In the Myth of Prometheus the Titan is sentenced to be chained to a rock for all eternity. An avian of some sort is then mentioned as coming every day to peck out his liver, but leave him alive, only to heal the liver overnight and repeat the process each following day.

The type of avian changes depending on which version of the myth you are consulting. Since mythology was origianlly an oral tradition, the telling changed over time and location and the local disposition toward the subject of the myths. Therefore, we find several different flying creatures mentioned in the various tellings of the Prometheus myth.

Most common animals include the eagle, since that was the favored bird of Zeus, a vulture as the eater of carrion and a common pest for the farming communities of the Caucasus Mountains, and a hawk as another fierce carnivore common to the region. There is also the mention of a griffon, a fantasy monster combining lion and eagle as two symbols of regal power as extensions of the vengeance of the Ruler of Mount Olympus.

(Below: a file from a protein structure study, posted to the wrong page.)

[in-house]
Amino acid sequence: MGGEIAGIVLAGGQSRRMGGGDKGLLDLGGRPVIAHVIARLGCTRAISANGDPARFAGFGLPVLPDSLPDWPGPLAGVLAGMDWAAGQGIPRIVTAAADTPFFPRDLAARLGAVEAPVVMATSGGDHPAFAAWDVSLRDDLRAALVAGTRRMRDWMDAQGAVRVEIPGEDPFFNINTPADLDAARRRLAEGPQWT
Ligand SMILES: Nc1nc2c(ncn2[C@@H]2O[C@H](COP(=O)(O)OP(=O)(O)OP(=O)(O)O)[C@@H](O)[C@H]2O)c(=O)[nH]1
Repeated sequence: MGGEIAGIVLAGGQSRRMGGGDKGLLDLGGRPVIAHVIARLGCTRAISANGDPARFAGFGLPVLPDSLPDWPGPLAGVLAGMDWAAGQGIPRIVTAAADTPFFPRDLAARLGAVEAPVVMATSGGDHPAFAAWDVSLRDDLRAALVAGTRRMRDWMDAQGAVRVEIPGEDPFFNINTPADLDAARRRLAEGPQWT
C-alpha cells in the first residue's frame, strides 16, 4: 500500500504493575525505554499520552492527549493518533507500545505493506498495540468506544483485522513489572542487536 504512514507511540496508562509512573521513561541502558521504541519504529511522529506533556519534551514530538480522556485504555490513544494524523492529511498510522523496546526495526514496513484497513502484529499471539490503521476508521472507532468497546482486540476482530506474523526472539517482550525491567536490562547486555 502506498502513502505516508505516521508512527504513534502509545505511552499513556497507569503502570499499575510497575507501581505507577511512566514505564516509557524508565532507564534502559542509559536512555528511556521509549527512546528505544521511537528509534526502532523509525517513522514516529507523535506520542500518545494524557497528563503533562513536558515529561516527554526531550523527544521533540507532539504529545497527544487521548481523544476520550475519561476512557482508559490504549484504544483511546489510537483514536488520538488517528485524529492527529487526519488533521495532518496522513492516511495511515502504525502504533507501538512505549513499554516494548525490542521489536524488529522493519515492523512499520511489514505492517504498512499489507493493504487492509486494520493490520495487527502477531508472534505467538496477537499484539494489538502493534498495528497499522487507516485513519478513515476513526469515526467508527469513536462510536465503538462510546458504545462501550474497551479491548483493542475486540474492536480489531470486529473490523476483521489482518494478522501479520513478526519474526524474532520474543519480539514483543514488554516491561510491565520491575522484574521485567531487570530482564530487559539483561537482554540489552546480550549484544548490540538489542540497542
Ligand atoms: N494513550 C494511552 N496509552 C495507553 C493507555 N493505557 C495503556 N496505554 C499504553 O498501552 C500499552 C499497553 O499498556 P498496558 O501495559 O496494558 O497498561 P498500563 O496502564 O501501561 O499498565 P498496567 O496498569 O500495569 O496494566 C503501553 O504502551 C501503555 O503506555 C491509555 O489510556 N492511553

One interesting factoid which surfaced during research on the mythology of Prometheus is that it was customary for remote villages on the heights of the Caucasus mountains to go on an annual hunt of Griffon Vultures (Gyps fulvus.) with flaming arrows, in honor of Prometheus in relatively recent times (circa 1950s). More likely the myth was utilized as an excuse to hunt the birds, which were widely regarded as pests, but which now are diminishing seriously in Europe as a result of the loss of open pastures in which to 'hunt' for dead animals.

The Myth of Prometheus

Greek and Roman Mythology